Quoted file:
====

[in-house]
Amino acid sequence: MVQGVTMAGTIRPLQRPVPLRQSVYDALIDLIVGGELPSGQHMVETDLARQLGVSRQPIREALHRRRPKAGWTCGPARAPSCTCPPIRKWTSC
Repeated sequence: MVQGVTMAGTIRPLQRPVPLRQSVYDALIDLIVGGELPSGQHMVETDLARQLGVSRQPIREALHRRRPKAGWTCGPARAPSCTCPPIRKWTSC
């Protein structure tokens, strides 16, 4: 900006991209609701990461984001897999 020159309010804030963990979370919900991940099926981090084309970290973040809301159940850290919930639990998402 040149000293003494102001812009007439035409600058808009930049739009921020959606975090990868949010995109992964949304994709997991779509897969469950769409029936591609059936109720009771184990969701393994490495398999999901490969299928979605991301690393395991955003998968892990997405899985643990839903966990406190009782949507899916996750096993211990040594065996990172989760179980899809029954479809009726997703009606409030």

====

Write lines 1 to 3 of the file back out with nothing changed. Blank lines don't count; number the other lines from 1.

[in-house]
Amino acid sequence: MVQGVTMAGTIRPLQRPVPLRQSVYDALIDLIVGGELPSGQHMVETDLARQLGVSRQPIREALHRRRPKAGWTCGPARAPSCTCPPIRKWTSC
Repeated sequence: MVQGVTMAGTIRPLQRPVPLRQSVYDALIDLIVGGELPSGQHMVETDLARQLGVSRQPIREALHRRRPKAGWTCGPARAPSCTCPPIRKWTSC